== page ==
The company was unable to maintain and manage the bonus incentive plan that they had in place before the crisis. The employees started to complain about the company’s policies and its situation also by underperforming, which in turn leads to low productivity. The manager Ron Bent had to figure out a way to address these problems, and come up with solutions so that the company can continue operating and supplying its clients. PROBLEM IDENTIFICATION Engstrom Auto Mirror Plant was facing the problem of not being able to keep their employees motivated in both good and bad times. The bonuses were perceived as being part of their regular paycheck, not rewards for high performance, which in long-term lead to de-motivation.
PAD 515 Week 3 Discussion Carver is missing some very basic values and attitudes. He is missing being considerate, respectful, fair, cooperativeness. The changes that Carver needs to make are numerous. The changes will be difficult for him to sustain, as they are not his “style”, but change can be achieved, as with anything, if he works on his values and attitudes. It will more than likely take his subordinates and co-workers even longer to trust that he has changed and that he will adhere to his new found values and attitudes.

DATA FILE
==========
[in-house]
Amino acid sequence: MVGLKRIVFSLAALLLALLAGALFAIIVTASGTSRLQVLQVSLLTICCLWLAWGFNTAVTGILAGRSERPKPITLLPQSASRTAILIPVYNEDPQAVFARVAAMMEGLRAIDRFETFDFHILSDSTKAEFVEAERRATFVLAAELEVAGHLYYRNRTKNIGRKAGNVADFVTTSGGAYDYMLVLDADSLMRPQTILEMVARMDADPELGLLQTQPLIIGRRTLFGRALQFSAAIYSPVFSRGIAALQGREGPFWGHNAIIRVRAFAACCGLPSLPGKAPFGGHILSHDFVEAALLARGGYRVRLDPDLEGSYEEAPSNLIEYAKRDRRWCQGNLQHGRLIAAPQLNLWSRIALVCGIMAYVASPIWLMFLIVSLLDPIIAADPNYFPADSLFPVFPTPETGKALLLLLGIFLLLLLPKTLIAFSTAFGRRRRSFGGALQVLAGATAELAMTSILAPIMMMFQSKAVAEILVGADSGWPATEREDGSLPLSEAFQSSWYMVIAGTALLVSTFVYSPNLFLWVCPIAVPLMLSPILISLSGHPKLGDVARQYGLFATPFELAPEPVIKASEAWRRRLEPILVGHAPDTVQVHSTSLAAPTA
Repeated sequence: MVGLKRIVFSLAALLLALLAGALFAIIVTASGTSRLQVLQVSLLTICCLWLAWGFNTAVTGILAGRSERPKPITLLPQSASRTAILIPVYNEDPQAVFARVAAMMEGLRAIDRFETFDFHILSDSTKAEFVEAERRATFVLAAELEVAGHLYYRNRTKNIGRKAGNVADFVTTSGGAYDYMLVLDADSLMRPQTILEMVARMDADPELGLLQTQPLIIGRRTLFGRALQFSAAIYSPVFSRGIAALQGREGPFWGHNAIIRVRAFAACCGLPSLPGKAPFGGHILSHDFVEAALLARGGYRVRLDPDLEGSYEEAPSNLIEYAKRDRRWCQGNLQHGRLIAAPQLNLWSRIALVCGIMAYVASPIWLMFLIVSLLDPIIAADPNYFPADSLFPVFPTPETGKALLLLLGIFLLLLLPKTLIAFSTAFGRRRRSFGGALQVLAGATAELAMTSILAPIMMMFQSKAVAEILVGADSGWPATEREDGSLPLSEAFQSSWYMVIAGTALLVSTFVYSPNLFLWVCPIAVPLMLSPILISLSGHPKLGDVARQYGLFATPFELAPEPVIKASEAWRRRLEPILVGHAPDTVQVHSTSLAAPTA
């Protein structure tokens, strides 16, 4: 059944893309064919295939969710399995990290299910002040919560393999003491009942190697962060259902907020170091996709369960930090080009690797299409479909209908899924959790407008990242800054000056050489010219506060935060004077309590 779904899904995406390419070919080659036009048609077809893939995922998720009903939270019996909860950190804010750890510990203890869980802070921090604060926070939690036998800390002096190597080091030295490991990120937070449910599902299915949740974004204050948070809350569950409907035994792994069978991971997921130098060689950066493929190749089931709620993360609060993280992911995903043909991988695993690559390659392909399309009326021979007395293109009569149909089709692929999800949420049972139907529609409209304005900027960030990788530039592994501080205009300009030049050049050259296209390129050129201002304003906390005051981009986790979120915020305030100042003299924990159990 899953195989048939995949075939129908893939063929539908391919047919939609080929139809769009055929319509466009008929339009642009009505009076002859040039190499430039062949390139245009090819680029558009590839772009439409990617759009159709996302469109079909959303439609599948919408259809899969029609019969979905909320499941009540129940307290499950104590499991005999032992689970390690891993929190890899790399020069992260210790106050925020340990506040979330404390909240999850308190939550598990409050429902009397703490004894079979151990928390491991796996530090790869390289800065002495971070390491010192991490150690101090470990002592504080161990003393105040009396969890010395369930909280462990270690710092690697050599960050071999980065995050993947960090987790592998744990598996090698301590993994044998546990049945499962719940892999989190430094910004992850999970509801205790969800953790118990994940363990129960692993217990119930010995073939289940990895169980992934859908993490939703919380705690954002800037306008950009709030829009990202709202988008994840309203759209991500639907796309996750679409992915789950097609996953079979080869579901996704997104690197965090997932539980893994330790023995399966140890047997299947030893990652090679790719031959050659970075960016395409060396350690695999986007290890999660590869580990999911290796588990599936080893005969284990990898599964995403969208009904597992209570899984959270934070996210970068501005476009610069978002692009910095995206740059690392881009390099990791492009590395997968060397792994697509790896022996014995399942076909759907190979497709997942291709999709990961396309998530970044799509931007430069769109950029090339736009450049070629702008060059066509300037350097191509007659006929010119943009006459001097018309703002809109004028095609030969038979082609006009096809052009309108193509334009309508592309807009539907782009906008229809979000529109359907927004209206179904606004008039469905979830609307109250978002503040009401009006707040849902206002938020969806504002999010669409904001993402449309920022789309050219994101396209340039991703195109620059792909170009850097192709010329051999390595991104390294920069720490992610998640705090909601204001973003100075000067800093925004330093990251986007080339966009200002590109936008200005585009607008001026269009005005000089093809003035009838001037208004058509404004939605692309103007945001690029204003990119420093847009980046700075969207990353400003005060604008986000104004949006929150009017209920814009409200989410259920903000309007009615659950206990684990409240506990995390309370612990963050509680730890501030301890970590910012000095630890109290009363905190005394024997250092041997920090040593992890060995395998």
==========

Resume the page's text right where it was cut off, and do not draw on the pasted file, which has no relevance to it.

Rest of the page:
Contrary to what Simard assumed would happen, production began to diminish due to absenteeism. As a consequence, supervisors began issuing letters of reprimand which led to employees seeking help from their union and filing grievances. Simard attempted to rectify the problems by increasing the supervisor to employee ratio. Simard hoped this would help the supervisors keep track of the employees as well as keep up with their own duties. It became harder for the supervisors to keep track of their employees, therefore, making it difficult for the payroll department to deduct pay for the time the employees were late.
Other problems include the company having a lackadaisical business strategy, internal conflicts among upper management, an information technology department that has not been well run and is frequently criticized by peer executives, and a lack of integrated business objectives that do not align with information technology objectives, the inability to prioritize projects due to unclear business objectives. This has resulted in project failure, a bad company reputation, loss of market share, and stock price tumbling. Carlisle believes that IZL Corporation is salvageable, but needs to upper management to do this. In this paper, the problem, recommended and alternative solutions, as well as implementation strategies are discussed. Key Issues The key issues for Jack Carlisle, according to Robert Austin, are recorded in the informally published manuscript, Jack Carlisle, CIO.